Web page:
As Americans wonder in disbelief at Donald Trump’s comments about Mexican-American federal judge Gonzalo Curiel, they might want to stop and consider one little thing: First-generation immigrants and their children refer to themselves as Greeks, Colombian, Chinese, Mexican or whatever their origins are.
I come from an American family of military and law enforcement, but I have often called one side of my family Germans because of how much of that heritage remained during my childhood. There’s no confusion in my family about who we are.
Donald Trump said the federal judge presiding over a case involving Trump University should recuse himself because he’s a Mexican who might be influenced by Trump’s opinions about the U.S.-Mexico border.
The world has every reason to believe Trump is a bumbling, foolish racist, but I can’t tell whether he is all of that or just working a marketing strategy. I do know that Mexican-American attorneys and others refer to themselves all day long as Mexicans on Spanish-language radio. They do it the way I refer to my German heritage, except I don’t speak German.
When I hear Americans saying Trump is a reckless racist for calling the judge a Mexican, I immediately wonder what they’d say if they knew how many people of other heritage proudly refer to themselves — often — as something besides just American. And if I’m talking to Latinos in Spanish — which I usually do — they and I would refer to Judge Curiel as a mexicano, even though we know he was born here in the States.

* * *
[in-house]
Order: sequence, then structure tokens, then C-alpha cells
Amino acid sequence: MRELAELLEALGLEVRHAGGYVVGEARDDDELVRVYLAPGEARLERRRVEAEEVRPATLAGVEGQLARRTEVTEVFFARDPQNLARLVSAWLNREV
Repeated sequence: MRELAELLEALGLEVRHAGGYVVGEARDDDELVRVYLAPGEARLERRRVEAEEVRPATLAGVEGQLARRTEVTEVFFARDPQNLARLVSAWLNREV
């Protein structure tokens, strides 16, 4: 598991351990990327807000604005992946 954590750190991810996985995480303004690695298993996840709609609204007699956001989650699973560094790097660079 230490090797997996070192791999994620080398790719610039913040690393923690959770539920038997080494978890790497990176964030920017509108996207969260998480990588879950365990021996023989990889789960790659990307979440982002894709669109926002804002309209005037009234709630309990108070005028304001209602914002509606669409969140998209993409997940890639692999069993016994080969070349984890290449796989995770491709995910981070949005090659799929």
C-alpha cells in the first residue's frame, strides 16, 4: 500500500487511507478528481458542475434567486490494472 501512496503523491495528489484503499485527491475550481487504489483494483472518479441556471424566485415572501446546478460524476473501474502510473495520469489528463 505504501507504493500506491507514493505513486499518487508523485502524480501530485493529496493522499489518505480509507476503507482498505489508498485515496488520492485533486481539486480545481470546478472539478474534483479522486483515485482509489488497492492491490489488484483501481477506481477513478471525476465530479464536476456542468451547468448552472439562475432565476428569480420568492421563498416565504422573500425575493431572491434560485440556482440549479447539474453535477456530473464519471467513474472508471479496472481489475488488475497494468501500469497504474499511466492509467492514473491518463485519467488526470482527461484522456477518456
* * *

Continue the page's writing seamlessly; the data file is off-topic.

Colombianos, Hondureños, Argentinos, whoever — they love to acknowledge their roots, unless they’ve been fully Americanized and psychologically removed from their parents’ origins. I think most people would wonder whether their own court case might be affected by a judge’s heritage if they were in Trump’s situation. Protests about conflicts of interest are commonplace.
Just going by the facts I have so far on the lawsuit against Trump University, I expect the case to be tossed out or settled with a small amount of money. Sensationalized accusations pop up in every election campaign, but they’re usually more slanderous.
This one does seem to be the familiar complaint about results not matching hype. Many, many similar businesses offer hyped-up promises to “triple your earnings” or “double your profits in 28 days” and such. I paid thousands of dollars some years back for training and support that were as skimpy as what we’re hearing the plaintiffs are charging against Trump University.
These complaints probably are everywhere you find would-be entrepreneurs looking for help from rather expensive training programs. The training fails with certain individuals because they shouldn’t even be in the programs but were talked into it, or because — as is often the case — the trainers only know how to help people who already have an established business or a big bank account.
More information can change my views, but the hoopla looks to me like it’s on shaky ground at the moment, even if Cuban-American Marco Rubio was bothered by Trump’s remarks about the judge. Rubio is awful at articulating immigrant-related issues.
If you really believe people are innocent until proven guilty, do the American thing and withhold judgment while you weigh all the facts after they’re in.
Max T. Russell of New Palestine writes for the international business intelligence and nonprofit communities. Send comments to firstname.lastname@example.org.